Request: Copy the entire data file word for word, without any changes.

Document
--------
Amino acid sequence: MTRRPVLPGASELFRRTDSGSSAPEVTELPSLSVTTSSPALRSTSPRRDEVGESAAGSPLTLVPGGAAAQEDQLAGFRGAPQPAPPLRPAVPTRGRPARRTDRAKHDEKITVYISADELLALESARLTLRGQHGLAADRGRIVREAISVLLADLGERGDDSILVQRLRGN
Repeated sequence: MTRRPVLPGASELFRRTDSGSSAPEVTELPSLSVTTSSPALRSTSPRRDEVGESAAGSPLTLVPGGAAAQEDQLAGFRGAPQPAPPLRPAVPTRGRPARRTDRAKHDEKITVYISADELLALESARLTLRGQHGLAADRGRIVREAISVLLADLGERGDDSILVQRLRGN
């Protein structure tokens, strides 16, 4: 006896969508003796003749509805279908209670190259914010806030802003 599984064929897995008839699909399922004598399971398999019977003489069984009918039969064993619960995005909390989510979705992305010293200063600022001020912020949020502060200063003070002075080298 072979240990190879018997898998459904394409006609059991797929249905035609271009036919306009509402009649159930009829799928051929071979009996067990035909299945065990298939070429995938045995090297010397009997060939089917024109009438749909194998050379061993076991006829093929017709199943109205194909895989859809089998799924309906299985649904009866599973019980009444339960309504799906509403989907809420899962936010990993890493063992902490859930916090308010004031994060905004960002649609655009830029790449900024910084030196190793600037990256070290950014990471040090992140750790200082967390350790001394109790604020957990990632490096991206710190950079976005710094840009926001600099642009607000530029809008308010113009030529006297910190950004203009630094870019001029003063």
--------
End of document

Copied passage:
Amino acid sequence: MTRRPVLPGASELFRRTDSGSSAPEVTELPSLSVTTSSPALRSTSPRRDEVGESAAGSPLTLVPGGAAAQEDQLAGFRGAPQPAPPLRPAVPTRGRPARRTDRAKHDEKITVYISADELLALESARLTLRGQHGLAADRGRIVREAISVLLADLGERGDDSILVQRLRGN
Repeated sequence: MTRRPVLPGASELFRRTDSGSSAPEVTELPSLSVTTSSPALRSTSPRRDEVGESAAGSPLTLVPGGAAAQEDQLAGFRGAPQPAPPLRPAVPTRGRPARRTDRAKHDEKITVYISADELLALESARLTLRGQHGLAADRGRIVREAISVLLADLGERGDDSILVQRLRGN
């Protein structure tokens, strides 16, 4: 006896969508003796003749509805279908209670190259914010806030802003 599984064929897995008839699909399922004598399971398999019977003489069984009918039969064993619960995005909390989510979705992305010293200063600022001020912020949020502060200063003070002075080298 072979240990190879018997898998459904394409006609059991797929249905035609271009036919306009509402009649159930009829799928051929071979009996067990035909299945065990298939070429995938045995090297010397009997060939089917024109009438749909194998050379061993076991006829093929017709199943109205194909895989859809089998799924309906299985649904009866599973019980009444339960309504799906509403989907809420899962936010990993890493063992902490859930916090308010004031994060905004960002649609655009830029790449900024910084030196190793600037990256070290950014990471040090992140750790200082967390350790001394109790604020957990990632490096991206710190950079976005710094840009926001600099642009607000530029809008308010113009030529006297910190950004203009630094870019001029003063």